On Monday, Frazier Glenn Miller was convicted of murder and other charges in last year’s shooting deaths of three people at two Jewish community centers outside Kansas City, the Associated Press reports. As the jurors filed out of the courtroom, Miller, 74, raised his arm in the Nazi salute.

The jury of seven men and five woman took just two hours to find Miller, who founded the Carolina Knights of the Ku Klux Klan in the 1980s, guilty on one count of capital murder, three counts of attempted murder and assault and weapons charges. (Miller is also known as Frazier Glenn Cross—the name he was given in 1990 after turning federal informant to get out of prison.)

The Aurora, Missouri, man admitted to killing three people—William Corporon, 69, Corporon’s 14-year-old grandson, Reat Griffin Underwood, and Terri LaManno, 53—in the Passover eve shootings at the Jewish Community Center in Overland Park and the nearby Village Shalom retirement center. However, he plead not guilty, because he said it was his duty to stop genocide against the white race.

Last fall, Miller told the Kansas City Star that he decided to carry out the attacks after he went to the emergency room in late March, unable to breathe because of his emphysema. “I was convinced I was dying then,” Miller said. “I wanted to make damned sure I killed some Jews or attacked the Jews before I died.”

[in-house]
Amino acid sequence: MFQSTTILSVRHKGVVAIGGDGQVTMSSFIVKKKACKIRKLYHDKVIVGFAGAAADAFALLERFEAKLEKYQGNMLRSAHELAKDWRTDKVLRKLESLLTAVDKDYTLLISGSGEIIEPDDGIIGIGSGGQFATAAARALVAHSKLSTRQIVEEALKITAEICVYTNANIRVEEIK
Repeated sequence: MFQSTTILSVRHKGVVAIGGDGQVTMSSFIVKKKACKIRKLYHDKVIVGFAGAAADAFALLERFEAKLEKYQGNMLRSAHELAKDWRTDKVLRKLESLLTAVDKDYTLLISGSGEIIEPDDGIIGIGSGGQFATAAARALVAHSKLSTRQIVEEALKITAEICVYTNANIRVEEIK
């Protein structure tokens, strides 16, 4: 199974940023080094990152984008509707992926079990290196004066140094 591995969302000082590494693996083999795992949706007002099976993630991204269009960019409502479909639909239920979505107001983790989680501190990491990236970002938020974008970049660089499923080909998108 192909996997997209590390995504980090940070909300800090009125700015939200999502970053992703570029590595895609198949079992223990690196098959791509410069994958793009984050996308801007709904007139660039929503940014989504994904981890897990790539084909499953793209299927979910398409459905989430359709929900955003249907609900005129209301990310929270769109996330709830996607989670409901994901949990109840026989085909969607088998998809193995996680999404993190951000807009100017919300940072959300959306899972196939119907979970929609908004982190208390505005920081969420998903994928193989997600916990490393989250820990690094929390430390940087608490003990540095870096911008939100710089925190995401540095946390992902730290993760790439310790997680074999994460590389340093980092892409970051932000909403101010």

According to the AP, during his closing arguments, Miller, who has been representing himself since firing his attorneys in May, said, since the killings, he has been “floating on a cloud.” Earlier, when District Attorney Steve Howe said that Miller wanted to kill as many people as possible, Miller interrupted: “I wanted to kill Jews, not people.” None of the victims were Jewish.

Before deliberations, Miller encouraged the jurors to “show great courage” and acquit him. “You have the power in your hands to inspire the world,” he said. “You can become a man or woman your forefathers will be proud of for your bravery.”

After the guilty verdict was announced, Miller, who faces the death penalty, said, “The fat lady just sang.” As the jurors left, he told them, “You probably won’t sleep tonight.” The judge reminded Miller that the jurors he was speaking to were the same who would decide his sentence. Sentence proceedings are expected to begin Thursday.

Photo credit: AP Images. Contact the author of this post: brendan.oconnor@gawker.com.